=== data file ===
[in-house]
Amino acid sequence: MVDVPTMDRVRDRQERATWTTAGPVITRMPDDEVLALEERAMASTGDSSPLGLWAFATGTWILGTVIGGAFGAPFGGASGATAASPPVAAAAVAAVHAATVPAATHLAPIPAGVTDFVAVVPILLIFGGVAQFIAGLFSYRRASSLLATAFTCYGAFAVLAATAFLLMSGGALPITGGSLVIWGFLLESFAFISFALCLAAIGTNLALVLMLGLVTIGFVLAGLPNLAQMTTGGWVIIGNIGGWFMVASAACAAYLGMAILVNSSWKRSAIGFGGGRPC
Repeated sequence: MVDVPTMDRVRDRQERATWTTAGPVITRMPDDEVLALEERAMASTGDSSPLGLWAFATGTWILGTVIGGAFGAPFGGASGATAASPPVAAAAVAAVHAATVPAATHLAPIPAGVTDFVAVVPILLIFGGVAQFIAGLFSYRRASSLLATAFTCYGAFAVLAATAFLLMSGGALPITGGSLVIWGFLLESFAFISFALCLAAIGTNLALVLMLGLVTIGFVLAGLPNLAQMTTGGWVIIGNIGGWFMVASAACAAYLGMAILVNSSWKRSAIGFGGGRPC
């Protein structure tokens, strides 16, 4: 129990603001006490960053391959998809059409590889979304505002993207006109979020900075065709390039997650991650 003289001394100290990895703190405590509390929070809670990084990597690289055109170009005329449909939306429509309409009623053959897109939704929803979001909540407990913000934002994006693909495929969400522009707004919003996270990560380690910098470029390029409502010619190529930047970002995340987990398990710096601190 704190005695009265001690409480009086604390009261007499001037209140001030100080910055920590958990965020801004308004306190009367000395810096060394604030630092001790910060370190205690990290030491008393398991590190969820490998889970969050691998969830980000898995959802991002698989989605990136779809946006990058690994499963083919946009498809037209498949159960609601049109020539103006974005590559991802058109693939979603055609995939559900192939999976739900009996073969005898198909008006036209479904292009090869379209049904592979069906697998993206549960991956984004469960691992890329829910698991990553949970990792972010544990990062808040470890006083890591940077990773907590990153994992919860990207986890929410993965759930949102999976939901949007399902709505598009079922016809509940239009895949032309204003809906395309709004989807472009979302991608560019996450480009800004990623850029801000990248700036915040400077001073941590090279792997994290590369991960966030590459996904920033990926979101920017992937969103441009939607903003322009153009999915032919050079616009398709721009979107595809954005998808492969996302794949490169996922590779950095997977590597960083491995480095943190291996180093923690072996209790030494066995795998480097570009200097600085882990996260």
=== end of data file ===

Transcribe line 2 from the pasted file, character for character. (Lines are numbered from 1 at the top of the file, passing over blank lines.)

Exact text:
Amino acid sequence: MVDVPTMDRVRDRQERATWTTAGPVITRMPDDEVLALEERAMASTGDSSPLGLWAFATGTWILGTVIGGAFGAPFGGASGATAASPPVAAAAVAAVHAATVPAATHLAPIPAGVTDFVAVVPILLIFGGVAQFIAGLFSYRRASSLLATAFTCYGAFAVLAATAFLLMSGGALPITGGSLVIWGFLLESFAFISFALCLAAIGTNLALVLMLGLVTIGFVLAGLPNLAQMTTGGWVIIGNIGGWFMVASAACAAYLGMAILVNSSWKRSAIGFGGGRPC